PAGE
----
It's a very good question; I'm going to theorize here. We live in all three of these worlds simultanoeusly. You may not think that's three; you may think, "Well, I live in the present now. I take day at a time. When the future comes, that's the future. When the past comes, that was the past. But I just live in the present." But I think the notion that we live in the present is in fact a kind of illusion. Even now in the present, we also kind of live in the future. We anticipate the future; and we reflect upon the past, and that affects our present too.
Think about life for a moment without these elements; without memory, without anticipation of the future. Locked in this eternal present - it doesn't even feel like you're being human. It's part of what it means to live in the present, to live with memory, to live with anticipation of the future. Maybe then, if that's what it means to be human, to live in all three of these states, then to really leave behind a wrong also has to relate to all these different states.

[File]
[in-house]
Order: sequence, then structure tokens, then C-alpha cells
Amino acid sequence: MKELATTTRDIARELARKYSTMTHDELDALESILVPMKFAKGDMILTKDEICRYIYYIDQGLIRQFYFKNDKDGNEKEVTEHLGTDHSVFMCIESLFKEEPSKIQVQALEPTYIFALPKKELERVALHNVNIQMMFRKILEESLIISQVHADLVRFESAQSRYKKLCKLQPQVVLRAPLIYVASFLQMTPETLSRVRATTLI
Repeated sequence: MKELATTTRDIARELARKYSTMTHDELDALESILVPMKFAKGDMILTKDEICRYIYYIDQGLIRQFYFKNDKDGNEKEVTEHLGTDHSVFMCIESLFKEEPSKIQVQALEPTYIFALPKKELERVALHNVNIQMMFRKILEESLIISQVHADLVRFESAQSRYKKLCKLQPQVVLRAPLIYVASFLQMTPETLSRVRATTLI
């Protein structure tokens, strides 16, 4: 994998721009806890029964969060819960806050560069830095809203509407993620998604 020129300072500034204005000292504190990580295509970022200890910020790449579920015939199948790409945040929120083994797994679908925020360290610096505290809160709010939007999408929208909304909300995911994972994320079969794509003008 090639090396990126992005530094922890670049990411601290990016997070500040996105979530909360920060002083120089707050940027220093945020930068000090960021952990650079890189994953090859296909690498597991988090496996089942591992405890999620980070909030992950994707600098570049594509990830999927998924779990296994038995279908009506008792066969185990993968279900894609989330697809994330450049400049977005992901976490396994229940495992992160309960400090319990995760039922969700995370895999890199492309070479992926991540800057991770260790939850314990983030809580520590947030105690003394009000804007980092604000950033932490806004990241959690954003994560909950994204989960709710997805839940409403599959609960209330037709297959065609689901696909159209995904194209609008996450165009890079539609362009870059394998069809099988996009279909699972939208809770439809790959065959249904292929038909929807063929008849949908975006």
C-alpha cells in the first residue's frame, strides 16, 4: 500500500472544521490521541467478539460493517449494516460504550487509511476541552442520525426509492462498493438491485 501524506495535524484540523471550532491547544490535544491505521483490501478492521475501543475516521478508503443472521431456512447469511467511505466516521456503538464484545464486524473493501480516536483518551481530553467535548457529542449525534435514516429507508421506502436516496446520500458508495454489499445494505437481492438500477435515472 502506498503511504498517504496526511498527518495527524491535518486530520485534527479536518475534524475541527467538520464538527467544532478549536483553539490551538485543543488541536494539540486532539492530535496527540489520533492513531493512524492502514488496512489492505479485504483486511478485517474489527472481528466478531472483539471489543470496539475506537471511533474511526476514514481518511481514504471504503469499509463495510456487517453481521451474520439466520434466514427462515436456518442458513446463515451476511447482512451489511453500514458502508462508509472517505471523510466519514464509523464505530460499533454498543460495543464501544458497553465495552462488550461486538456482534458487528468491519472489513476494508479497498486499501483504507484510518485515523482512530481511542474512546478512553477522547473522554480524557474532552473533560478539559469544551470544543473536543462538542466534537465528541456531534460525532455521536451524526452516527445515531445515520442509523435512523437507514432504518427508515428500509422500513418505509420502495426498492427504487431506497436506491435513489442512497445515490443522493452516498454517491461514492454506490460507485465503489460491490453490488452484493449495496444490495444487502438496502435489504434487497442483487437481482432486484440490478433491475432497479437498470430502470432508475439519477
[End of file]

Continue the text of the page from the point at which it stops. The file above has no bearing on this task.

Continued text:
When you do all these three things, you've actually cut your ties to the wrong; I'm no longer connected to it now because I'm not doing it. I'm not connected to it in the past because I've regret it. And I'm not connected to it in the future either, because I've committed not to do it. When you do these three things, then as a human being who lives in a present, enriched by the memories of the past and anticipation of the future, you've left behind the wrong.
Okay, so now I have a challenge that I want you to think about. So much for the three elements of Teshuvah that are really one, leaving behind a wrong. What more could you ask of me? But the Rambam says, "I haven't even gotten started yet." Vidui - articulating what you’ve done, confessing it to the one that you've offended - that is the Mitzvah of Teshuvah. "What does the Rambam mean? I'm such a good guy, I've left behind the sin. According to the Rambam, I haven't really done anything."
Why? What is it that Vidui have to the mix that's not already there? Why is it so crucial? We'll talk about that when we come back in the next week.